08%20Flowers%20%26%20Induction

08%20Flowers%20%26%20Induction - Flowers / Floral Induction...

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Flowers / Floral Induction
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Objectives Consider the diversity of flowers & floral structures Discuss how flowering in controlled in plants Consider how horticulturists manipulate flowering
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Functions of Flowers For the plant: Reproduction Allows for maintenance of genetic diversity (& adaptability to changes / evolution) For the horticulturist: Fruit and seed production (1st step)
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Pistil Ovary Style Stigma Stamen Petal (coll. = corolla) Sepal (coll. = calyx) Receptacle Peduncle Anther Filament Ideal Flower
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Whorls of Floral Parts Pistil Anther Petals Sepals
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Functions of Floral Parts Peduncle/Receptacle Calyx (sepals) Corolla (petals) Stamens Pistil Support Protection in the bud Attract pollinators Produce & distribute male gametes Produce & contain ovules, screen male gametes, place for seed development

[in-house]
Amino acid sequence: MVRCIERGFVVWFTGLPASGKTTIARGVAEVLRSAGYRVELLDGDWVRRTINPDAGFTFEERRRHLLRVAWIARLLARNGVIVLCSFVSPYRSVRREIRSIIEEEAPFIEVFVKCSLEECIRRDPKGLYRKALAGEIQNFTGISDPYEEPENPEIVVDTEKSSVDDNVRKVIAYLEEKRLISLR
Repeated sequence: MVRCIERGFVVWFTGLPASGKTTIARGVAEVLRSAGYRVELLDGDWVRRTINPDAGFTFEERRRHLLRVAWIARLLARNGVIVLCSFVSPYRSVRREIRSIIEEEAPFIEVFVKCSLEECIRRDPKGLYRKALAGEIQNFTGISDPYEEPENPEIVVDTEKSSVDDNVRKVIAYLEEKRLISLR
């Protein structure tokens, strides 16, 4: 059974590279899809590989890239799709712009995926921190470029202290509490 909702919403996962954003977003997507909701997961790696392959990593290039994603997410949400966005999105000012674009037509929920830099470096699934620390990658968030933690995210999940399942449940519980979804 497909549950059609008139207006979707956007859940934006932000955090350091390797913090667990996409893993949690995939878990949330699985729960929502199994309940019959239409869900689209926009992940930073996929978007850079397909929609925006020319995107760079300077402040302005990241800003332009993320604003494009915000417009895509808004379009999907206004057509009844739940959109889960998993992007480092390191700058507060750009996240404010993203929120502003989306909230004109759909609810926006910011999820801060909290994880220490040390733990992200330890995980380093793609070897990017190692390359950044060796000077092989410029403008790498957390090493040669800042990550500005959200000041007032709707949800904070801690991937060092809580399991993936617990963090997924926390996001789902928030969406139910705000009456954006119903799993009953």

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Variations on the “Ideal” A flower lacking any one or more parts (sepals, petals, stamens, pistils) A flower lacking one sex or the other
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A flower with all parts COMPLETE
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A flower lacking some part INCOMPLETE
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A Flower with both sexes PERFECT The flower may or may not have sepals and/or petals, but it does have both sexes
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A flower lacking one sex IMPERFECT The flower may or may not have sepals and/or petals, but it has only one sex
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All imperfect flowers are incomplete Think about it: if a flower lacks one sex it must lack one part Not all incomplete flowers are imperfect ! Think about it: if a flower lacks one part it may still have both sexes present
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Plants with imperfect flowers May have both sexes on the same plant Monoecious (literally mono=one, oikos=house Gr.) One house, one plant Or only one sex on any single plant Dioecious (literally di=two, oikos=house Gr.) Two houses, two plants
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This note was uploaded on 02/07/2011 for the course HORT 100 taught by Professor Dana during the Spring '11 term at Purdue University-West Lafayette.

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08%20Flowers%20%26%20Induction - Flowers / Floral Induction...

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